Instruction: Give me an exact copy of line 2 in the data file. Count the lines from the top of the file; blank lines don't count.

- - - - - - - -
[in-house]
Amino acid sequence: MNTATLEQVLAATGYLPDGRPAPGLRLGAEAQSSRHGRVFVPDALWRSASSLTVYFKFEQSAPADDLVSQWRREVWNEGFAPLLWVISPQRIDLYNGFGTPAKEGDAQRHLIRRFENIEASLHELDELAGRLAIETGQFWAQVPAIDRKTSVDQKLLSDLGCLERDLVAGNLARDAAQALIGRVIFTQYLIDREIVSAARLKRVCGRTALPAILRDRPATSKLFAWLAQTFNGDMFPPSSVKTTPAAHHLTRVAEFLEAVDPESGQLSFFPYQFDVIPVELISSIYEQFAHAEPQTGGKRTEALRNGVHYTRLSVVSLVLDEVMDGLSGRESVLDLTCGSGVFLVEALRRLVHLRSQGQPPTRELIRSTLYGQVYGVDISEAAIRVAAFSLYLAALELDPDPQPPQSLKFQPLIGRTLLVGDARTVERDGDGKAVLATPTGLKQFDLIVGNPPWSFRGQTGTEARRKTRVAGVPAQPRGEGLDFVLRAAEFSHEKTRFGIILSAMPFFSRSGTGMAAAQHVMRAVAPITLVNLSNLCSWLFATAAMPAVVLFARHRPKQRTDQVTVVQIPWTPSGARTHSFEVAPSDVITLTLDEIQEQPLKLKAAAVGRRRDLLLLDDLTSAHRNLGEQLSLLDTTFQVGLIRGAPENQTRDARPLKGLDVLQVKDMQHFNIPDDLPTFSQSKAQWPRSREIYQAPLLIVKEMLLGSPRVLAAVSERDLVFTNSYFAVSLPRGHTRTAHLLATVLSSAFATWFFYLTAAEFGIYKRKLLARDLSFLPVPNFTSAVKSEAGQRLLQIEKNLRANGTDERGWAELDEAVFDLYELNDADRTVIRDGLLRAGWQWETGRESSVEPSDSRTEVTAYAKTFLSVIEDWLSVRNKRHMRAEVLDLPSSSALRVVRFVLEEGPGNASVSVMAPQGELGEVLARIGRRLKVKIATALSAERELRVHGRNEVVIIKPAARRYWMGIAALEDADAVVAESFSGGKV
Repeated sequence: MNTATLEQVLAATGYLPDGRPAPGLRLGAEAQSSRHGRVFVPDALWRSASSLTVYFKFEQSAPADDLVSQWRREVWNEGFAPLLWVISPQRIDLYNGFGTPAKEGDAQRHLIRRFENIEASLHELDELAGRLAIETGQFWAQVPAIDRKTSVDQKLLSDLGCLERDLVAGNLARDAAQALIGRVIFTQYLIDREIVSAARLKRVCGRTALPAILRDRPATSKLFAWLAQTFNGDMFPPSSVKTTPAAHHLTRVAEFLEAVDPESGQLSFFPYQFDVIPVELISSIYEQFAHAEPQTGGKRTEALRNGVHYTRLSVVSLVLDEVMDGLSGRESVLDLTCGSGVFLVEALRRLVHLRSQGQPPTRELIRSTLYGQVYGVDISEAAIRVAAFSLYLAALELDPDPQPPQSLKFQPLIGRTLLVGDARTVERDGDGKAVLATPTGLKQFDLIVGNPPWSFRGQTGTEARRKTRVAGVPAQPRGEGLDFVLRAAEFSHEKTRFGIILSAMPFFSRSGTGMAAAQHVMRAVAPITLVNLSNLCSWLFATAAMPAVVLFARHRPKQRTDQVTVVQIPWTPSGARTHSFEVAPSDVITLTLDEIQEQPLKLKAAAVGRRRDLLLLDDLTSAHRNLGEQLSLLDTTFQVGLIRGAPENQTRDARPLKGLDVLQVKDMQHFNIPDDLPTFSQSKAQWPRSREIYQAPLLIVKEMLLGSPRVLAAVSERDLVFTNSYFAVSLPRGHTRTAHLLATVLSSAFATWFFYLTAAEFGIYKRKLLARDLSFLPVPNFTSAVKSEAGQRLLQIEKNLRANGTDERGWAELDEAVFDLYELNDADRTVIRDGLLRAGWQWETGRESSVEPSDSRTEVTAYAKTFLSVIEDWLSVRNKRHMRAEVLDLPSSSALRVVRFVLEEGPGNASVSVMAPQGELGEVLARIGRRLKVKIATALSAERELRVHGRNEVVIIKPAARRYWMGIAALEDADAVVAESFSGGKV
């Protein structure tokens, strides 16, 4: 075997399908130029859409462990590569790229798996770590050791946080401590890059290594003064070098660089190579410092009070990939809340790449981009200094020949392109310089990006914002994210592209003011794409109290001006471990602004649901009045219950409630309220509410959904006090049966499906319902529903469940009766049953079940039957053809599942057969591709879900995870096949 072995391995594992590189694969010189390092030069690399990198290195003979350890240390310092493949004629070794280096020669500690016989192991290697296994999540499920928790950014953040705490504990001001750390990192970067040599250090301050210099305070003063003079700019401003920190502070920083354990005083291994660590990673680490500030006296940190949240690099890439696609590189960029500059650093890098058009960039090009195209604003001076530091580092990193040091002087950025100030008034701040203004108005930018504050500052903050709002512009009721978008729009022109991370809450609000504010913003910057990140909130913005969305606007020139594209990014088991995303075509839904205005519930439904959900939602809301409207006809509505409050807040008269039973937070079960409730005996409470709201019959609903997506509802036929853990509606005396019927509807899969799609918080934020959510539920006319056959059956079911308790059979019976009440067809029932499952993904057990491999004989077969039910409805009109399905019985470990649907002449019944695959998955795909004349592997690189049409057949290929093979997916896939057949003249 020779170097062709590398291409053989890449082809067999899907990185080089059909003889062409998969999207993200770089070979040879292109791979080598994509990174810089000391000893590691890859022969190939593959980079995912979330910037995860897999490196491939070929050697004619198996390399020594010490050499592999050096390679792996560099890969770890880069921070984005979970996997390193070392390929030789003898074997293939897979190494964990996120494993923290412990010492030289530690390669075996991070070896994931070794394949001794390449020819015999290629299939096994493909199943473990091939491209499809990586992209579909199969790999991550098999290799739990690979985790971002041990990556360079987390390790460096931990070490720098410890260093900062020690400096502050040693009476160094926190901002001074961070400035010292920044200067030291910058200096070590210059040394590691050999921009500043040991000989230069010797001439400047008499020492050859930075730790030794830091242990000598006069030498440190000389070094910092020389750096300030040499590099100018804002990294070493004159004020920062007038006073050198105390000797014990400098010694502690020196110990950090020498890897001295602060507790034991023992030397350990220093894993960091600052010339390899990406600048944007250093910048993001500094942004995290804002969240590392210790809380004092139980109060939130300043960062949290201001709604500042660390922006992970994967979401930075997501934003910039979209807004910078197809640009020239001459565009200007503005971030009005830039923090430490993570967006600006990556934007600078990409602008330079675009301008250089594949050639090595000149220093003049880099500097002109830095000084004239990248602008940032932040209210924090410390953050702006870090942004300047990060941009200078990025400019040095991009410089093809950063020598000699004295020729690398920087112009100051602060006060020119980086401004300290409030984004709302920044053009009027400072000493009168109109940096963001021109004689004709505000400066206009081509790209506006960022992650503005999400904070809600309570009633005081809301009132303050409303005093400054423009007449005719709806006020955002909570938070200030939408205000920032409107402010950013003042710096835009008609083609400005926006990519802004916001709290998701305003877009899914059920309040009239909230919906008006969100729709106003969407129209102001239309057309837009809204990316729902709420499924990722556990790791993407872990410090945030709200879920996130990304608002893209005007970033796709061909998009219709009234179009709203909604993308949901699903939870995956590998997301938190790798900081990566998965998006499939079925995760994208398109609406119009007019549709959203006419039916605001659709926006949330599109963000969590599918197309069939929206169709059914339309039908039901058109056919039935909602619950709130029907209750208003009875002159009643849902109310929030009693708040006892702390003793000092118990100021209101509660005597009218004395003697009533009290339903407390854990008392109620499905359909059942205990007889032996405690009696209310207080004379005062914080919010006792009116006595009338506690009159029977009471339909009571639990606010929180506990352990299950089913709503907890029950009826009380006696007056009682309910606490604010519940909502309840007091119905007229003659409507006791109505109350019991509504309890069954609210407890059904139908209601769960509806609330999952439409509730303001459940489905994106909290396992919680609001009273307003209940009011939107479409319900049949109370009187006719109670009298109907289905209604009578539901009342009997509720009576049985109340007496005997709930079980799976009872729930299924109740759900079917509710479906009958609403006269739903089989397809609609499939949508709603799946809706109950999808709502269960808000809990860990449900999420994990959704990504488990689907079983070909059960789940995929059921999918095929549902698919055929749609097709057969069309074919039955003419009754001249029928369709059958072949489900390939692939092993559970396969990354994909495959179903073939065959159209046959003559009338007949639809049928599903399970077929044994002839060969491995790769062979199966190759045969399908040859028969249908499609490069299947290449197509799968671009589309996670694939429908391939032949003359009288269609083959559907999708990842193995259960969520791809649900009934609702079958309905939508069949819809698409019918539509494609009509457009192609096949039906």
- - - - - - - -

Amino acid sequence: MNTATLEQVLAATGYLPDGRPAPGLRLGAEAQSSRHGRVFVPDALWRSASSLTVYFKFEQSAPADDLVSQWRREVWNEGFAPLLWVISPQRIDLYNGFGTPAKEGDAQRHLIRRFENIEASLHELDELAGRLAIETGQFWAQVPAIDRKTSVDQKLLSDLGCLERDLVAGNLARDAAQALIGRVIFTQYLIDREIVSAARLKRVCGRTALPAILRDRPATSKLFAWLAQTFNGDMFPPSSVKTTPAAHHLTRVAEFLEAVDPESGQLSFFPYQFDVIPVELISSIYEQFAHAEPQTGGKRTEALRNGVHYTRLSVVSLVLDEVMDGLSGRESVLDLTCGSGVFLVEALRRLVHLRSQGQPPTRELIRSTLYGQVYGVDISEAAIRVAAFSLYLAALELDPDPQPPQSLKFQPLIGRTLLVGDARTVERDGDGKAVLATPTGLKQFDLIVGNPPWSFRGQTGTEARRKTRVAGVPAQPRGEGLDFVLRAAEFSHEKTRFGIILSAMPFFSRSGTGMAAAQHVMRAVAPITLVNLSNLCSWLFATAAMPAVVLFARHRPKQRTDQVTVVQIPWTPSGARTHSFEVAPSDVITLTLDEIQEQPLKLKAAAVGRRRDLLLLDDLTSAHRNLGEQLSLLDTTFQVGLIRGAPENQTRDARPLKGLDVLQVKDMQHFNIPDDLPTFSQSKAQWPRSREIYQAPLLIVKEMLLGSPRVLAAVSERDLVFTNSYFAVSLPRGHTRTAHLLATVLSSAFATWFFYLTAAEFGIYKRKLLARDLSFLPVPNFTSAVKSEAGQRLLQIEKNLRANGTDERGWAELDEAVFDLYELNDADRTVIRDGLLRAGWQWETGRESSVEPSDSRTEVTAYAKTFLSVIEDWLSVRNKRHMRAEVLDLPSSSALRVVRFVLEEGPGNASVSVMAPQGELGEVLARIGRRLKVKIATALSAERELRVHGRNEVVIIKPAARRYWMGIAALEDADAVVAESFSGGKV